The Reddit Shadow Work Strike

Much of popular internet content aggregator Reddit was blacked out last week by unpaid moderators to protest the firing of Victoria Taylor, best known for coordinating the website’s popular “Ask Me Anything” features. No reliable sources have confirmed why the firing occurred, but the popular theory on the site is that she refused to go along with changes desired by CEO Ellen Pao to make the site more profitable.

The discourse on the site surrounding the shutdown of many of its “subreddits” is familiar to anyone who spends time monitoring internet message boards. There’s a lot of thinly veiled racism, with Pao being repeatedly compared to Kim Jong-Il for seemingly little other reason than that she’s of Asian descent. There’s hyperbole, poorly wrought theorizing and sometimes disturbing turns. Godwin’s Law, which states that any argument on the internet will inevitably trend toward someone/something being compared to Nazis and/or Adolph Hitler, has been reaffirmed dozens, possibly hundreds or thousands of times since Taylor’s firing.

However, warts and all, this is the first shadow work strike (that I can find anyway) and as such some attention should be paid.


The phenomena of “shadow work” is ubiquitous right now. Whenever you use a self-checkout you are doing unpaid labor. Worse, when buying things on the internet like bus tickets, the user is frequently actually charged money to do this unpaid labor under the sham of the “convenience charge.” Much of the internet runs on the work of unpaid moderators and admins. Most of the content that furnishes popular websites like Reddit is provided by users who are never compensated for their work.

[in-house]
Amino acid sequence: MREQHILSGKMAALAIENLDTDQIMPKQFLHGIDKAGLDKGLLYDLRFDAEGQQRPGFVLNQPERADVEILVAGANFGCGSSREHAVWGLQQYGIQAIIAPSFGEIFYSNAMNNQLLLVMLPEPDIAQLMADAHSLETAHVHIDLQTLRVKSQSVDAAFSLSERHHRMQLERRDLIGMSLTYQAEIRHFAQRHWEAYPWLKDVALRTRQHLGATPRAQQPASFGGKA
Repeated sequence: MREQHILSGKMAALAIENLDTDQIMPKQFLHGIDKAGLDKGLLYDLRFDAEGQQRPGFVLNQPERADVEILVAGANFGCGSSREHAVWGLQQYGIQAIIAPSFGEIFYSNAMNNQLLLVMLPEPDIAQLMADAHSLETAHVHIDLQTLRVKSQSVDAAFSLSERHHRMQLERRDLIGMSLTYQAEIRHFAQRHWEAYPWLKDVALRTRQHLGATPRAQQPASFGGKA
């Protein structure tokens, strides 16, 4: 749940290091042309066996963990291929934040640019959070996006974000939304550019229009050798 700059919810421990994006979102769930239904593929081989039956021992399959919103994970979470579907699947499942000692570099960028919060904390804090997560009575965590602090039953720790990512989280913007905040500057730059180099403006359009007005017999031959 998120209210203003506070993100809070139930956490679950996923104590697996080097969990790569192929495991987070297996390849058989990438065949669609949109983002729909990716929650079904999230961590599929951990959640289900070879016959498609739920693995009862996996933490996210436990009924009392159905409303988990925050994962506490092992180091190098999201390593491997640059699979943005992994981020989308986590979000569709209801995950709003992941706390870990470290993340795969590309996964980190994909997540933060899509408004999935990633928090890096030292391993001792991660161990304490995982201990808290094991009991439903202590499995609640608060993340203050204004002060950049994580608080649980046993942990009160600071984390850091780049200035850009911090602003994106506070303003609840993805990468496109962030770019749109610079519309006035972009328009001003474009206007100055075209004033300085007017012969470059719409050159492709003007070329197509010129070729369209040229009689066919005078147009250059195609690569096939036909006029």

As neoliberal policies continue to be implemented this trend will only grow. The internal logic of neoliberalism in its current phase does not work in the manner of capitalism prior. The model before was underpaying someone else to paint the fence and pocketing the remainder. Neoliberalism however is full Tom Sawyer-charging the kids for the “fun” of painting the fence.


Part of why the Reddit shutdown isn’t being talked about as a strike is that from the outside it doesn’t resemble prior strikes. It’s confusing and chaotic. The fight isn’t over money but control of the website. No one is looking for wages or financial compensation. Some commenters are actually against compensation for moderators because they feel they’ll lose the independence they have in the current set up. Acceptance of wages equals a loss of freedom. This is not an unreasonable assumption.

The manifestation of that belief within the shadow worker community of Reddit is not developed into a mature or coherently articulated ideology yet. The shadow worker is confused whether they’re actually a worker or a consumer. In post-structural terms: the producer/consumer identity binary is collapsed.

Self-definition of the strike by the community has rallied around the symbolic image of the pitchfork and the associated archetype of the angry mob, not the picket line or striker. The strikers on some level aren’t aware they’re on a labor strike.

But they are. This is a new type of labor strike. It’s in its infancy, it’s not a clean or clear manifestation yet. But it won’t be the last one. And to miss the opportunity to study the success or failure of its tactics would be a waste.

Guest post by Daniel Levine. His first book, Every Time I Check My Messages, Somebody Thinks I’m Dead is available on his Etsy store.

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